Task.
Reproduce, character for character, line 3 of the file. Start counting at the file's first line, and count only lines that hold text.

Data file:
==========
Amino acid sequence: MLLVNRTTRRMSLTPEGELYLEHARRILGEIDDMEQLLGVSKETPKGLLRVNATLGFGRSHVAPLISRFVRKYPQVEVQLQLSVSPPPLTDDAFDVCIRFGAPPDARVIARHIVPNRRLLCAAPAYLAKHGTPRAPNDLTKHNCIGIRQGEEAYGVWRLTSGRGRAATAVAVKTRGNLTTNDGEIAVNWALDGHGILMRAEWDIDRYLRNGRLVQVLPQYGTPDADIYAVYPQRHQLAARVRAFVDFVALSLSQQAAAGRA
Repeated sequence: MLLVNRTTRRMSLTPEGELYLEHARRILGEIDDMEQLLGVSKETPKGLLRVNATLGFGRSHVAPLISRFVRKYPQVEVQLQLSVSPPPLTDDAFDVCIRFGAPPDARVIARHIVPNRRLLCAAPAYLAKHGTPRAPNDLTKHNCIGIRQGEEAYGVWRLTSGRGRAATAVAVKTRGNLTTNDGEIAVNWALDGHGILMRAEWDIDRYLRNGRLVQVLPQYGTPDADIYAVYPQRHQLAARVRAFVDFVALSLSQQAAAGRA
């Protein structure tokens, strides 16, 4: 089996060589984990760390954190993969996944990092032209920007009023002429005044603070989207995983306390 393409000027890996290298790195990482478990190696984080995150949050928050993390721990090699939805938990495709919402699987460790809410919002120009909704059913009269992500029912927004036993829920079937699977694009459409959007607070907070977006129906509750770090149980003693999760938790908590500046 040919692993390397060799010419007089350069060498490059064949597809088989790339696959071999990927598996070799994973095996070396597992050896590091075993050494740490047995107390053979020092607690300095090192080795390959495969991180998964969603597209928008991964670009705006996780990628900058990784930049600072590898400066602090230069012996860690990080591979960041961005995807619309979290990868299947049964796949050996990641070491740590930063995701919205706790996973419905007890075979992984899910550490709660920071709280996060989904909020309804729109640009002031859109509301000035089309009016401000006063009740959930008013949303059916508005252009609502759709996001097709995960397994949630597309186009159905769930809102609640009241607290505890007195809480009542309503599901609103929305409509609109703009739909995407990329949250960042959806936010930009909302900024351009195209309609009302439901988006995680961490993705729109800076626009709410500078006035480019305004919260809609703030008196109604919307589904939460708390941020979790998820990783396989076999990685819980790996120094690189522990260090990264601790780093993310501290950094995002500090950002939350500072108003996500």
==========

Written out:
């Protein structure tokens, strides 16, 4: 089996060589984990760390954190993969996944990092032209920007009023002429005044603070989207995983306390 393409000027890996290298790195990482478990190696984080995150949050928050993390721990090699939805938990495709919402699987460790809410919002120009909704059913009269992500029912927004036993829920079937699977694009459409959007607070907070977006129906509750770090149980003693999760938790908590500046 040919692993390397060799010419007089350069060498490059064949597809088989790339696959071999990927598996070799994973095996070396597992050896590091075993050494740490047995107390053979020092607690300095090192080795390959495969991180998964969603597209928008991964670009705006996780990628900058990784930049600072590898400066602090230069012996860690990080591979960041961005995807619309979290990868299947049964796949050996990641070491740590930063995701919205706790996973419905007890075979992984899910550490709660920071709280996060989904909020309804729109640009002031859109509301000035089309009016401000006063009740959930008013949303059916508005252009609502759709996001097709995960397994949630597309186009159905769930809102609640009241607290505890007195809480009542309503599901609103929305409509609109703009739909995407990329949250960042959806936010930009909302900024351009195209309609009302439901988006995680961490993705729109800076626009709410500078006035480019305004919260809609703030008196109604919307589904939460708390941020979790998820990783396989076999990685819980790996120094690189522990260090990264601790780093993310501290950094995002500090950002939350500072108003996500």